(Above: You may wish to add a few 45’s to the table as well.)
I grew up in a predominantly Catholic suburb of Chicago in the 1970s and 80s. We didn’t stop to ask questions about other belief systems, especially not in grade school. The Spring Break calendar was the same every year: no classes on Good Friday, and the week after Easter was the week off. You always knew when it was Lent, since it was the only time that McDonald’s had the Filet-o-Fish sandwiches ready without having to stand around for one. It was just assumed that people believed the same way, and the one or two Jewish families in the neighborhood were the outliers.
It wasn’t until I got to college (a Catholic college, ironically) that I really got to interact with people of other faiths and see that there were differences and traditions. My first attempt at this failed: the class that was supposed to compare religions did it from a point of view largely consisting of “And here’s why they’re wrong!” (The instructor for the class was a Christian Brother who was trying to look like Jesus, replete with beard and sandals.) Later classes were much more open to the notion that there’s many ways people pray and many different holidays and traditions to observe.
That explained for me, later, why some songs I’d heard coming out of the radio sounded vaguely familiar later. For a stretch of time in the early days of rock and roll it wasn’t unheard of to adapt a folk song from the public domain to see if if could be a hit. In many cases, unscrupulous publishers claimed the work (and the subsequent royalties) as their own. Some, like “Michael, Row the Boat Ashore,” by the Highwaymen, managed to top the charts. Others could only be described as misses rather than hits. Not surprisingly, a few were adaptations of Jewish folk songs, in the public domain and ripe for the re-recording. To wit:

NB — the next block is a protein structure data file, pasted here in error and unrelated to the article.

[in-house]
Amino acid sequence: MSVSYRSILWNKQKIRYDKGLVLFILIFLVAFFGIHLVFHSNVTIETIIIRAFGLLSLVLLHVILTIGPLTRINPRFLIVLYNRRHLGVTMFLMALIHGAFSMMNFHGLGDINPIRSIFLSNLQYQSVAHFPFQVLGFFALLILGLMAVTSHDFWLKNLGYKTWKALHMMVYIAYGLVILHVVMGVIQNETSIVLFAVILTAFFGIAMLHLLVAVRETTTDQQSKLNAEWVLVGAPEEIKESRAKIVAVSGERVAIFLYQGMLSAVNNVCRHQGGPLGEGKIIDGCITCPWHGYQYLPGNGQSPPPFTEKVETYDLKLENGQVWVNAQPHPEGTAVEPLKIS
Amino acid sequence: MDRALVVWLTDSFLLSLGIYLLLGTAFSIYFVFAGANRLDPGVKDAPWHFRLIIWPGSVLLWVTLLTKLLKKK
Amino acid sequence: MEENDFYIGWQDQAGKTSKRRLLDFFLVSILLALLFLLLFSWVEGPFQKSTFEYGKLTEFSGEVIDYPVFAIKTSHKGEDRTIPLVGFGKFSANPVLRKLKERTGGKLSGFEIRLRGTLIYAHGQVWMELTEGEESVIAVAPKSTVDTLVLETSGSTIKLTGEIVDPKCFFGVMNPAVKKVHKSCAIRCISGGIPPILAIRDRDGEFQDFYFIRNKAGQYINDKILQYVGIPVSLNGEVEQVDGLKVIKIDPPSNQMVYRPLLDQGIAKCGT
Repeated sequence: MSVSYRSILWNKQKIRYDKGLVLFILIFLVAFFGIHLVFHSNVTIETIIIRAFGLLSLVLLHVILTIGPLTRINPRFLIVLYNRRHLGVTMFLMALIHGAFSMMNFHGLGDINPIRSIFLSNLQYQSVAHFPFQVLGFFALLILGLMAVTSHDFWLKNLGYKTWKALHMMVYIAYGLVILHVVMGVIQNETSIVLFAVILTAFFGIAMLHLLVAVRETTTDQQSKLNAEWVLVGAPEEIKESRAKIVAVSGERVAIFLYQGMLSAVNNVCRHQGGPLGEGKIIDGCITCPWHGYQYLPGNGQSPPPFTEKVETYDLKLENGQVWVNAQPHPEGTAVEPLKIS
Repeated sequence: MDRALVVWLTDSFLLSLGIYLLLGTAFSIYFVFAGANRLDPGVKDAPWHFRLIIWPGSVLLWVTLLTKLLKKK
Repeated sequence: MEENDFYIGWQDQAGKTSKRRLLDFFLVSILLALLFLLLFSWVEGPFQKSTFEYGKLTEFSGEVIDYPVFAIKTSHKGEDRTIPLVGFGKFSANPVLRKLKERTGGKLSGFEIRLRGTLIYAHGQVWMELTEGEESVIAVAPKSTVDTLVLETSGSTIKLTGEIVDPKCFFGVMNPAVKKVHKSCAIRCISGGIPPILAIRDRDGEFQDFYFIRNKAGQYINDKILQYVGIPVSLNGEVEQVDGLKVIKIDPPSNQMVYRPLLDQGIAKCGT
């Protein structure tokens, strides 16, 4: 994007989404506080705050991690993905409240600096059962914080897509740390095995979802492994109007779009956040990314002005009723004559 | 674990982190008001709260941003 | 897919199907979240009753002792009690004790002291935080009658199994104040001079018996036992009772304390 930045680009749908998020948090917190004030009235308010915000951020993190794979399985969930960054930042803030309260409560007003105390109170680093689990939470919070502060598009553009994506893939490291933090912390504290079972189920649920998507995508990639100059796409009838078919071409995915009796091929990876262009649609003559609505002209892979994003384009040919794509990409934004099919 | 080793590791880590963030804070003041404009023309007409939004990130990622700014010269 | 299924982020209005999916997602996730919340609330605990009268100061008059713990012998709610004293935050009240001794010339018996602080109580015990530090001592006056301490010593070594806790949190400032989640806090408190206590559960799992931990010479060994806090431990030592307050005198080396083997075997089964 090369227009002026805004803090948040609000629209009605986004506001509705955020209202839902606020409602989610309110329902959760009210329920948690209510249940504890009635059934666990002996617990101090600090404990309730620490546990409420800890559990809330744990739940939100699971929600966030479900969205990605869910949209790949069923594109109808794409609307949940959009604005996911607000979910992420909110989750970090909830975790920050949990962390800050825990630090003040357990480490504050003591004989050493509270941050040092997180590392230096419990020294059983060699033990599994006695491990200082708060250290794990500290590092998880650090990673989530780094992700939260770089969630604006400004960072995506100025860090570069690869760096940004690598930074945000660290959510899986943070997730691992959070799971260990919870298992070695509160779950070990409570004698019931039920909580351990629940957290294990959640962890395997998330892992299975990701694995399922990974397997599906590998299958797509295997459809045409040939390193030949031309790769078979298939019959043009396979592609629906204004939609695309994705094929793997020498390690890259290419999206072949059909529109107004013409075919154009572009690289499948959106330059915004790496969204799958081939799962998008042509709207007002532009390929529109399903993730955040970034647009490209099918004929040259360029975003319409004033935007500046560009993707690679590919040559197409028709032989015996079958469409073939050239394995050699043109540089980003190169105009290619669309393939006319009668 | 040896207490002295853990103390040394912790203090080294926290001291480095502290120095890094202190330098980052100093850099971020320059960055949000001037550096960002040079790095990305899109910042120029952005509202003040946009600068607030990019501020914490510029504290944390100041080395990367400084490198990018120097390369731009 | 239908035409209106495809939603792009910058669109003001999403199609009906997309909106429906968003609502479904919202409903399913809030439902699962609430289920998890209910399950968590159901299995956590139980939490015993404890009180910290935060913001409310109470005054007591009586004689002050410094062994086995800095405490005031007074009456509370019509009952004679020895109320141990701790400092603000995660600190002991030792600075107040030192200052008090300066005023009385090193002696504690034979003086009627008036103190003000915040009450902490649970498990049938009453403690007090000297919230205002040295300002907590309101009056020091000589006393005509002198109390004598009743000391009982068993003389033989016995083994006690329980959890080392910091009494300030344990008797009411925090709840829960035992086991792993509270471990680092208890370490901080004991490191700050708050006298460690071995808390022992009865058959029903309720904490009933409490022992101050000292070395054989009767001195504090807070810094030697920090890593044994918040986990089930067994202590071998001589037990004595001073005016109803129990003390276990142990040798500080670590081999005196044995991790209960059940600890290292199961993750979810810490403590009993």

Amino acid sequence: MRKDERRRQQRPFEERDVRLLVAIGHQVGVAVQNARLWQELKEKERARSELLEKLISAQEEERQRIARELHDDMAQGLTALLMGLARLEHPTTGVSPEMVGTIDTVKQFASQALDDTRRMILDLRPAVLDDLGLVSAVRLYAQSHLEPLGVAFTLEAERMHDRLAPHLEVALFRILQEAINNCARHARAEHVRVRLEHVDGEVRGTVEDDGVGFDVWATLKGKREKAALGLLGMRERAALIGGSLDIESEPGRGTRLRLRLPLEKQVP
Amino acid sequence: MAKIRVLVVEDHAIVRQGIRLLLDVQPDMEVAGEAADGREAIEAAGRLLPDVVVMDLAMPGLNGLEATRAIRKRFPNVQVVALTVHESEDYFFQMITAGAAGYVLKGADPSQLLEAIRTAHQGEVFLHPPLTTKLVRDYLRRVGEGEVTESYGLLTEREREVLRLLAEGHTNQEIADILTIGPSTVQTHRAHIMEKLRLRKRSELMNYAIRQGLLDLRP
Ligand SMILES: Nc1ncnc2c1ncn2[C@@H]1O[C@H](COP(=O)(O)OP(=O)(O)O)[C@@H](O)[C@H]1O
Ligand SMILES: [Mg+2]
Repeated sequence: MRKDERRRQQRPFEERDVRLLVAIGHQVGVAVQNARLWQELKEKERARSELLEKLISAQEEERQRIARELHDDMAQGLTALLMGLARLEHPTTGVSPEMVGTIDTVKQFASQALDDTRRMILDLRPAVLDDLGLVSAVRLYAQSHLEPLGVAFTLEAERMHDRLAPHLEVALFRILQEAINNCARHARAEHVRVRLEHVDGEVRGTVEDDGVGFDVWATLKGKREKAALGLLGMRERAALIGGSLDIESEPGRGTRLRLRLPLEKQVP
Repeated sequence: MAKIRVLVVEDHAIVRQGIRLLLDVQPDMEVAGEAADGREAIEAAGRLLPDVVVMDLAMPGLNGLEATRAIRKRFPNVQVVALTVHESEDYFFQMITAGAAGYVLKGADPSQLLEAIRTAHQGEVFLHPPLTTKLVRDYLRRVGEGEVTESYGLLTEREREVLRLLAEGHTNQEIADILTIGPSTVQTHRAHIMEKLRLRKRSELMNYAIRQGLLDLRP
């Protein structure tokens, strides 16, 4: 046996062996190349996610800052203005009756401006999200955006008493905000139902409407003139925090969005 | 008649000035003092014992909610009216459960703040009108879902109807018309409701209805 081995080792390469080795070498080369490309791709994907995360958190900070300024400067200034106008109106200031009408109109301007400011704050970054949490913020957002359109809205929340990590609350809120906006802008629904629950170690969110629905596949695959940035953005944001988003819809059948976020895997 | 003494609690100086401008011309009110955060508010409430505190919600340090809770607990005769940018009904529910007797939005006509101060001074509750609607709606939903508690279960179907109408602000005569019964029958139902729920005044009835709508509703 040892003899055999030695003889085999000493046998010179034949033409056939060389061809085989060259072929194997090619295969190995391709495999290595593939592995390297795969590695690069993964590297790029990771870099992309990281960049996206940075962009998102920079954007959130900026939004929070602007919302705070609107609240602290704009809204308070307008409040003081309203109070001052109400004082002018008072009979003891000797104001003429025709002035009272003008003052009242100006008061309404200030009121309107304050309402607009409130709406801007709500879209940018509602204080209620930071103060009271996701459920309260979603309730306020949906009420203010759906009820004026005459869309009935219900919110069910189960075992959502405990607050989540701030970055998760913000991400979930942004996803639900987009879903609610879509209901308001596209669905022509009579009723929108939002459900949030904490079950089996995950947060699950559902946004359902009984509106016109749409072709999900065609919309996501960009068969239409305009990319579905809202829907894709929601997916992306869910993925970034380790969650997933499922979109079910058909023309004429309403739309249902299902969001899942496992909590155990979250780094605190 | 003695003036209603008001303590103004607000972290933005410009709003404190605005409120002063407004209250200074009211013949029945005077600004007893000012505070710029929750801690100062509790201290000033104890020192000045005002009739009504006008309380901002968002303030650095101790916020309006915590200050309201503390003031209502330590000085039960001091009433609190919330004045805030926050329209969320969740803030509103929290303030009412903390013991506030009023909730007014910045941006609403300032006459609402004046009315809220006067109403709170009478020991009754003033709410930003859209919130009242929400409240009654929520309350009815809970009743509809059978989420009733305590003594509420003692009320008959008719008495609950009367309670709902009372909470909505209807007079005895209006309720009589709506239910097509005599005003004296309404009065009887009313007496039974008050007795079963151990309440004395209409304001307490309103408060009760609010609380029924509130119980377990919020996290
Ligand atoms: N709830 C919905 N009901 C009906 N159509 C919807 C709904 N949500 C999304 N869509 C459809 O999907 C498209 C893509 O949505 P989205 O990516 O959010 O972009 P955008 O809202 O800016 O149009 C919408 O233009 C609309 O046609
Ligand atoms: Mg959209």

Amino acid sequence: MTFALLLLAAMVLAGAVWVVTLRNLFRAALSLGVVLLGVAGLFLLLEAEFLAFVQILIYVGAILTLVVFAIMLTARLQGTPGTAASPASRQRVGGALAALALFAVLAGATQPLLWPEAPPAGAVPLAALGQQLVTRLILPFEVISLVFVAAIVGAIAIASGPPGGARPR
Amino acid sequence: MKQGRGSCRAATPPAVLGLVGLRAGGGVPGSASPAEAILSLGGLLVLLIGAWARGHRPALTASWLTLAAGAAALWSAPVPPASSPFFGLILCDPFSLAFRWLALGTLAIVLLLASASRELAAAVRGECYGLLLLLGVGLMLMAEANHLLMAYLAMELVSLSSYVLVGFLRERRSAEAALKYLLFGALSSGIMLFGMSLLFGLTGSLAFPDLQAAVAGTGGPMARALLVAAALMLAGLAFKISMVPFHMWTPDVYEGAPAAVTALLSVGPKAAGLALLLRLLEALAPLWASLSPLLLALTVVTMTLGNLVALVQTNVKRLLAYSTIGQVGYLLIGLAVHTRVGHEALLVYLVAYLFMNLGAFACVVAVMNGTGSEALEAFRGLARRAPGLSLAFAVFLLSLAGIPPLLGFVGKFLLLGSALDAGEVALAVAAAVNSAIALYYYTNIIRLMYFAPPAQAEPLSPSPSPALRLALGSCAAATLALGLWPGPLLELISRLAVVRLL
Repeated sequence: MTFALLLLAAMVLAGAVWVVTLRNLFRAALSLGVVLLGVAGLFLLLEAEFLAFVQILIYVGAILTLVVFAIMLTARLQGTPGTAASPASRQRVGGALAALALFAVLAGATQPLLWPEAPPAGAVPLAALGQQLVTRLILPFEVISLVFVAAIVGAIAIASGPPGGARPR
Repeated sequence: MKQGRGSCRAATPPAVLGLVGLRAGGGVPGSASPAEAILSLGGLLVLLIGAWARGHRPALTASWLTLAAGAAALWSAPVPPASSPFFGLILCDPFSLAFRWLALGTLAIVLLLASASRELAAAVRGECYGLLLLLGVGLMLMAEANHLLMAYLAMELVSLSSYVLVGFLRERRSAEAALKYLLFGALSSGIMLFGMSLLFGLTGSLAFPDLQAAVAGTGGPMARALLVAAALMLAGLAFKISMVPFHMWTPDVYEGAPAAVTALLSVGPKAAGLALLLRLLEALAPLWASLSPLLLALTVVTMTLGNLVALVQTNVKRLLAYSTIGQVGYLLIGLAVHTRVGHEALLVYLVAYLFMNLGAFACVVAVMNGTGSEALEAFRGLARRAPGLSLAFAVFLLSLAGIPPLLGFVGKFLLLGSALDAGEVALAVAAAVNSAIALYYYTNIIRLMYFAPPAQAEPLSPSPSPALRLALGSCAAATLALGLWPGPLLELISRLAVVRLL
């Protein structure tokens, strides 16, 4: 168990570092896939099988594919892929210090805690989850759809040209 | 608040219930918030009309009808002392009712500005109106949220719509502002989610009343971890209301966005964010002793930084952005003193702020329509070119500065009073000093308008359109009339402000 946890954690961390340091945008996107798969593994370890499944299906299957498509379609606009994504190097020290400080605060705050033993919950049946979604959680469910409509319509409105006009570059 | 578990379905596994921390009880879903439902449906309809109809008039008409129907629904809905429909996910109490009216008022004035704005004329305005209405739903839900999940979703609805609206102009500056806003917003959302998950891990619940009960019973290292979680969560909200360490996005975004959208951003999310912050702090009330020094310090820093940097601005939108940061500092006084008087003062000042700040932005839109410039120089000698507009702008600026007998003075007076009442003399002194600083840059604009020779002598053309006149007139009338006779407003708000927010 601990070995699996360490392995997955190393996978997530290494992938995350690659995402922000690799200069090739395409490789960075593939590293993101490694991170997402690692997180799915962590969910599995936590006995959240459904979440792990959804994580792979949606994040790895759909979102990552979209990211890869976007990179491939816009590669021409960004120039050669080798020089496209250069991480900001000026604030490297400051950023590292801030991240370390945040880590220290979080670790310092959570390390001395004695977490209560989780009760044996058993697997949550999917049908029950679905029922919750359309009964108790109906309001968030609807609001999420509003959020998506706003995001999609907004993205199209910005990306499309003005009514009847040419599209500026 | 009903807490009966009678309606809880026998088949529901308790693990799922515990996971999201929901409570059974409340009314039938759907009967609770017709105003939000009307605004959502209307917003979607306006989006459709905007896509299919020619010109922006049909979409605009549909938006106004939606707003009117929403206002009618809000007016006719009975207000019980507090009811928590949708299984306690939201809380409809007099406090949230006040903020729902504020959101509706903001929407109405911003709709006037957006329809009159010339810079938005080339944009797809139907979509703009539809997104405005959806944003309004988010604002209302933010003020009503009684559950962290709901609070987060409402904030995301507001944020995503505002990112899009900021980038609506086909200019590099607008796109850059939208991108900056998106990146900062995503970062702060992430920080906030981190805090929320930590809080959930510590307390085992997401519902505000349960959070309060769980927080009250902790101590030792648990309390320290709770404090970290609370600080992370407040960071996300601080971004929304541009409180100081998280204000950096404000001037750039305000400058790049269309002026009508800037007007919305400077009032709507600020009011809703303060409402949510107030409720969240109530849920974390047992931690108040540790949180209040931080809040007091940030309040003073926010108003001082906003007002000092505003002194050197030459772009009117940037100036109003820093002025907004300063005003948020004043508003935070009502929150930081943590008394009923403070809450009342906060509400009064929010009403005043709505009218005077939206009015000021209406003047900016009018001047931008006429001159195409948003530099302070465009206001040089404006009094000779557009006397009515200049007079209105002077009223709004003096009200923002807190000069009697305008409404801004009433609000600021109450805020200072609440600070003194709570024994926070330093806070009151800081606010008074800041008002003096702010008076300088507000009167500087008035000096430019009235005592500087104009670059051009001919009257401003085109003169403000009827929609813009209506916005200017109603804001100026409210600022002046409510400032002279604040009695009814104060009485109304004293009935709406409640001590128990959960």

-The Wildwoods, “Here Comes Big Ed.” This is a cool instrumental track that borrows its melody note for note from “Hevenu Shalom Aleichem.” Fans of the film Kentucky Fried Movie may well expect to see Big Jim Slade crash through the wall, because the song factors into that classic scene as well. (The capital of Nebraska is Lincoln!) Released in 1961, this failed to move the needle on the charts.
-Betty Madigan, “Dance Everyone Dance.” This made it up to #31 on the Billboard charts in 1958. You more likely recognize it as “Hava Nagila.” A different set of lyrics was created for the record, and Sid Danoff was given sole credit for “writing” the piece. Despite appearances on Ed Sullivan and American Bandstand, Madigan, who had earlier hits in the pre-rock-and-roll era, never hit the charts again.
-Frank Slay, “Flying Circle.” Why not just redo the same thing? Slay’s 1962 instrumental version of “Hava Nagila,” listing him as the sole composer (OK, so which one of you wrote this?), just missed the Top 40, peaking at #45. Frank Slay is much better known for his work with Bob Crewe; the two co-wrote “Silhouettes” for the Rays in 1958, and “Tallahassee Lassie” for Freddy Cannon in 1959. Slay later went on to produce a few records, most notably “Incense and Peppermints” for the Strawberry Alarm Clock in 1967. So yes, the same studio mind gave us both these records.
There’s just a few. So, if you’re looking to liven up a seder this year, why not introduce a little rock and roll to the after-dinner mix?